A: I absolutely adore Mies, mostly because he never disagrees with me! He’s a brilliant designer and editor and publisher and we couldn’t be prouder of this book. Funny story—Mies is Czech but for some reason I always assumed he was Dutch. Through the course of getting the book out there, I introduced him as Dutch. Well, he let me do it a few times and finally one day he said, “You know, I’ve been meaning to tell you that I’m actually Czech.” Down the road we were working on some marketing ideas and very mildly arguing about whose idea was better. “As a joke, I said, ‘you know, I think I really liked you better when you were Dutch!’ and we laughed and everything was fine from there. It has become our running gag and whenever we hit a roadblock, I tell him that I wish he was Dutch.

As for how it began, we met on a private plane on the way to Florida where I was receiving the Red Cross Humanitarian Award. I had my iPad out and he happened to notice some of my paintings. He asked if he could see it. He really loved them, we got to talking and everything just sprouted from there. The whole process took about a year—to me, it really doesn’t seem that long—but every bit of it was exciting in picking, choosing, writing, and defining what we wanted this book to say. Work is in progress on a second edition and—like the first one—proceeds from sales will go to give a voice to those who can’t speak for themselves.”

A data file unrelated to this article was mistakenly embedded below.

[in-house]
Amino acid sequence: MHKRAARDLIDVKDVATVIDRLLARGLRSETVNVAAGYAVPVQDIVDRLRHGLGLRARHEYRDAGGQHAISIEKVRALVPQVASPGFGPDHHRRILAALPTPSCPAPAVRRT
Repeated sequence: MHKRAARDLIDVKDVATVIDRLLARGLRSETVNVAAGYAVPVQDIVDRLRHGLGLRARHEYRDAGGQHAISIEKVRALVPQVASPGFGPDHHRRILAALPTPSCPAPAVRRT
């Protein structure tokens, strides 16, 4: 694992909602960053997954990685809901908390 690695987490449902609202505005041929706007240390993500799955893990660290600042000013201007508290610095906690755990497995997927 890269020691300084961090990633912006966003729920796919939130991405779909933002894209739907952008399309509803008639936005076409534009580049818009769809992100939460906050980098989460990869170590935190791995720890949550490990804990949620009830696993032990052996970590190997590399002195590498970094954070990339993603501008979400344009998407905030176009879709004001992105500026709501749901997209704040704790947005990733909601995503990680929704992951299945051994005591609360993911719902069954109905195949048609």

The Guerrilla Rep: American Film Market Distribution Success on No Budget

Guerilla_Rep_Front_Cover

In 1909, the first feature film produced in the United States was a four-reel production of Les Miserables. Producers, however, didn’t think that the American public could sit still for any movie lasting more than an hour and, consequently, released it that year in separate one-reel installments between the middle of September and the end of November. Over a century later, movies continue to captivate us…and that’s without even knowing the multiplicity of elements that not only go into getting those films made in the first place but also getting them in front of an audience. Ben Yennie, author of The Guerrilla Rep: American Film Market Distribution Success on No Budget, gives us a peek behind the magic curtain of modern cinema.